The thunderstorms were the worst aspect of our living arrangement. Unable to sleep, we listened to the terrifying cracks of lightning hitting just beyond our fabric walls. Numerous times we were forced to evacuate at midnight. Whether or not we would have a place to return was uncertain.

Despite our flimsy walls, we had what mattered the most—our family. After a six-month separation and consequential financial ruin, my husband and I remained together. Our home was foreclosed and Tim lost his job. He grew thin, too stressed and financially strapped to eat right. Our older daughter became physically ill from depression and began therapy, all while attorneys demanded money. With a new job in Baltimore, we saw our chance to begin again, with nothing but our love and terrible credit.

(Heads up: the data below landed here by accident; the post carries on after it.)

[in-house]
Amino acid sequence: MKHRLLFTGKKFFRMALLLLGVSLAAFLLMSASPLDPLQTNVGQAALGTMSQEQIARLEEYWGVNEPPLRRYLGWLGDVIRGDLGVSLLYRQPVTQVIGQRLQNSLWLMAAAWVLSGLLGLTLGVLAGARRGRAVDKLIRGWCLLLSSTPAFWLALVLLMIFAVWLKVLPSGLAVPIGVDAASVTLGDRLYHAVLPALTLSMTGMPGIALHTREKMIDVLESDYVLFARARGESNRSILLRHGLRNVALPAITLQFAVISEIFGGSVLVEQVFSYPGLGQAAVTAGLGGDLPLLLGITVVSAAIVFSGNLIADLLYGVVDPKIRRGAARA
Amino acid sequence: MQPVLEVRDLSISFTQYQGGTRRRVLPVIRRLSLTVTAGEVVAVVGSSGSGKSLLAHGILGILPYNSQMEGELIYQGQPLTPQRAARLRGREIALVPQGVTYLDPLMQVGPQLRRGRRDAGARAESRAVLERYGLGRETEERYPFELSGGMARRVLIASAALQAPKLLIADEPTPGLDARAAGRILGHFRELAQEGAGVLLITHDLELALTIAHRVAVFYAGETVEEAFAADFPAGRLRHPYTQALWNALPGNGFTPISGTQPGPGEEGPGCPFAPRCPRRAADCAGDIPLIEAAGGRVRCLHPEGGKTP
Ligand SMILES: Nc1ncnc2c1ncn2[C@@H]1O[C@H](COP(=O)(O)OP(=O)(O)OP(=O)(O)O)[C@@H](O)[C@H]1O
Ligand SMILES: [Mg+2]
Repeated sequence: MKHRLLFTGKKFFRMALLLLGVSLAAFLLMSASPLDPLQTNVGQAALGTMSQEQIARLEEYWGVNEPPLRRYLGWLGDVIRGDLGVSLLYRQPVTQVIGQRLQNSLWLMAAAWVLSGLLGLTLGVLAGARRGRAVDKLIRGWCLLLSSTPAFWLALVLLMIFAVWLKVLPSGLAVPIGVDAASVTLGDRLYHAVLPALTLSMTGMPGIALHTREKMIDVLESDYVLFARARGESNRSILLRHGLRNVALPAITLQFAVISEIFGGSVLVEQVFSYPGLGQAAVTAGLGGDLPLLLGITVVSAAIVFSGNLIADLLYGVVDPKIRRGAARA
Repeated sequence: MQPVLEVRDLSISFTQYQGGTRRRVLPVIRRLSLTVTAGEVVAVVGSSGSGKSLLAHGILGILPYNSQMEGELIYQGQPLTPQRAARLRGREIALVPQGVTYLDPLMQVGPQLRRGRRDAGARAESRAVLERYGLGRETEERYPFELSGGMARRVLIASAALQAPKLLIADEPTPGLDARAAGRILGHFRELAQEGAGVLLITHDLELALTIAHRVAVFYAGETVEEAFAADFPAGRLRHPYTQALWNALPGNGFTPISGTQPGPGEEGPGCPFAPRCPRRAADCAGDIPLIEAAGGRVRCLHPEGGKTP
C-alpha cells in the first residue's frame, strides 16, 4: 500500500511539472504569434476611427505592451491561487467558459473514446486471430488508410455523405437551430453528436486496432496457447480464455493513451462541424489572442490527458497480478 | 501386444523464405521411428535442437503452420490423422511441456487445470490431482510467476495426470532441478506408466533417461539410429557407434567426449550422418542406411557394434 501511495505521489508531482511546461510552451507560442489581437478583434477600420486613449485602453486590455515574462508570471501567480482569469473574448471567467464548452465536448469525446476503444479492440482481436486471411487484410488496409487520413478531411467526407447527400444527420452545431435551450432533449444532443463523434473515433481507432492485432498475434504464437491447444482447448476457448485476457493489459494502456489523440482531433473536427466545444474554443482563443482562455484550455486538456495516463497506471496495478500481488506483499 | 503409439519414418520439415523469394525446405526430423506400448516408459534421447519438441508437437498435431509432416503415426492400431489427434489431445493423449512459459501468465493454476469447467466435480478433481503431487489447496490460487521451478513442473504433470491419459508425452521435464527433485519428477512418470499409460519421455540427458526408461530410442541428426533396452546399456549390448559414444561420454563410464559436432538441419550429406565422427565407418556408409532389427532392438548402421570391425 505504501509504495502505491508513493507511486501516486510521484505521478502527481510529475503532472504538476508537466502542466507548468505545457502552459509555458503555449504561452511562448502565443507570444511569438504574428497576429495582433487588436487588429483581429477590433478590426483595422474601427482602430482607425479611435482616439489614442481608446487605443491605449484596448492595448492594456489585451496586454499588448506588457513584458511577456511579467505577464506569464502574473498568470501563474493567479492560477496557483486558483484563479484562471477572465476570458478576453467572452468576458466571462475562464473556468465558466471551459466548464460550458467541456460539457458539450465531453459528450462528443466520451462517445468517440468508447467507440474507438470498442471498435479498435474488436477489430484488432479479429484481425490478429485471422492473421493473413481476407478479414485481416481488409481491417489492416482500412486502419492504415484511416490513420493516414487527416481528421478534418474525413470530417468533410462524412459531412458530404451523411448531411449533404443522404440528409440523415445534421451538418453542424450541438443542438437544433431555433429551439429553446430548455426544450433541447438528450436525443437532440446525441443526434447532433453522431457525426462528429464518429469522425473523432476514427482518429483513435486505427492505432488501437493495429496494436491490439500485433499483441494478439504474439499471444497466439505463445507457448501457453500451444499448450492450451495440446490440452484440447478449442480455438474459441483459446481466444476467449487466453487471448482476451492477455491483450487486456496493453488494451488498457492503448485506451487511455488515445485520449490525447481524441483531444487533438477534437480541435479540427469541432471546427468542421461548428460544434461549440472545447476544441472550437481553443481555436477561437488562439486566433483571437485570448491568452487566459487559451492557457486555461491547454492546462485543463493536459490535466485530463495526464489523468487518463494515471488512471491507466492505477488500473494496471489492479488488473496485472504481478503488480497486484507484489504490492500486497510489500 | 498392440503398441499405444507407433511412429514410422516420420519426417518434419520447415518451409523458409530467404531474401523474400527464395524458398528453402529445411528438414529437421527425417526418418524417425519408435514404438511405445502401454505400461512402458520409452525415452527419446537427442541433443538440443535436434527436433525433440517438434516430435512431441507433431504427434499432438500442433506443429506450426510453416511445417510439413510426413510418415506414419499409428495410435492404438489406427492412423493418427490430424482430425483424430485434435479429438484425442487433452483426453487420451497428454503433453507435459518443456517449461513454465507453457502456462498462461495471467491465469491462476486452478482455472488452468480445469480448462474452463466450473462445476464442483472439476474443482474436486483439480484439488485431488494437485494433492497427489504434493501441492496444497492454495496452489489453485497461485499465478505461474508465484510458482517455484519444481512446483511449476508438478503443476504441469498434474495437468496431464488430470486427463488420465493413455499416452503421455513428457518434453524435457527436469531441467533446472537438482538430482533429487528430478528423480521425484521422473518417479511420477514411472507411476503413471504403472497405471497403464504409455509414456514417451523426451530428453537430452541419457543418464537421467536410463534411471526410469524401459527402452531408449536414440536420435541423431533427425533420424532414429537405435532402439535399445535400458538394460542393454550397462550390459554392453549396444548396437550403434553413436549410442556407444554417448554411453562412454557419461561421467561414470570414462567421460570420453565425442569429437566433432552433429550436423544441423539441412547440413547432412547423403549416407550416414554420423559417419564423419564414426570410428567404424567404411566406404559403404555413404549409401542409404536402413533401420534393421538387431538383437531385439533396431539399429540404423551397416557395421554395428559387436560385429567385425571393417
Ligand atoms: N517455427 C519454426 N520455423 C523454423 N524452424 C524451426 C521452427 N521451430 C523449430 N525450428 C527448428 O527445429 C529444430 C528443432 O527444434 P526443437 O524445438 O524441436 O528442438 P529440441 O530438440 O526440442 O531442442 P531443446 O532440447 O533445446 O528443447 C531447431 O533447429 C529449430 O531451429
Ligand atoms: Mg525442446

As weeks passed, we desperately tried to think of a plan. We couldn’t camp during winter, yet we couldn’t afford rent prices averaging twice our old mortgage. The only thing we could come up with was a much modified version of our dream, and so, we went to the bank. To our surprise, our credit scores had yet to reflect the foreclosure and we were approved for a small loan. After seeing an ad in the paper, we set up an appointment to see a possible new home.

The final morning in our tent was the most dreadful storm yet. At four A.M., we threw our soaked belongings into the car, a smaller vehicle given to us by Tim’s father after the SUV was repossessed. After a long drive, complete with our daughter’s car sickness, we arrived at the marina smelling like vomit and looking like wet, homeless cats.